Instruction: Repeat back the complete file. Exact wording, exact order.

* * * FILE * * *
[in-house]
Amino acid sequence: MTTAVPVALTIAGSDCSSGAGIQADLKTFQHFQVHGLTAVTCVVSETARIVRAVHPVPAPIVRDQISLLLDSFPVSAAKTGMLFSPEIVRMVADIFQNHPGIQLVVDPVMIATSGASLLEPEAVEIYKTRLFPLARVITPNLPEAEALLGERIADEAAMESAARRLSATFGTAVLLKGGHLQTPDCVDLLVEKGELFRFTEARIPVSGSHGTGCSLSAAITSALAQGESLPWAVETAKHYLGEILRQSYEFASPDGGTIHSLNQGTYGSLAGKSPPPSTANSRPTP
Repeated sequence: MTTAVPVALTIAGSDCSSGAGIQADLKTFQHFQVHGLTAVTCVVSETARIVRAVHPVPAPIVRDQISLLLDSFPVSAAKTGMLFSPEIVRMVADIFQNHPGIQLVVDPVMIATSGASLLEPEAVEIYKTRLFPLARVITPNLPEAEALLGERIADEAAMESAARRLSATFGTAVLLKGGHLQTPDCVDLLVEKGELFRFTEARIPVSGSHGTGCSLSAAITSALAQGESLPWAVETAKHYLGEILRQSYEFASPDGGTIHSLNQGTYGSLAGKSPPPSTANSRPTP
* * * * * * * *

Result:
[in-house]
Amino acid sequence: MTTAVPVALTIAGSDCSSGAGIQADLKTFQHFQVHGLTAVTCVVSETARIVRAVHPVPAPIVRDQISLLLDSFPVSAAKTGMLFSPEIVRMVADIFQNHPGIQLVVDPVMIATSGASLLEPEAVEIYKTRLFPLARVITPNLPEAEALLGERIADEAAMESAARRLSATFGTAVLLKGGHLQTPDCVDLLVEKGELFRFTEARIPVSGSHGTGCSLSAAITSALAQGESLPWAVETAKHYLGEILRQSYEFASPDGGTIHSLNQGTYGSLAGKSPPPSTANSRPTP
Repeated sequence: MTTAVPVALTIAGSDCSSGAGIQADLKTFQHFQVHGLTAVTCVVSETARIVRAVHPVPAPIVRDQISLLLDSFPVSAAKTGMLFSPEIVRMVADIFQNHPGIQLVVDPVMIATSGASLLEPEAVEIYKTRLFPLARVITPNLPEAEALLGERIADEAAMESAARRLSATFGTAVLLKGGHLQTPDCVDLLVEKGELFRFTEARIPVSGSHGTGCSLSAAITSALAQGESLPWAVETAKHYLGEILRQSYEFASPDGGTIHSLNQGTYGSLAGKSPPPSTANSRPTP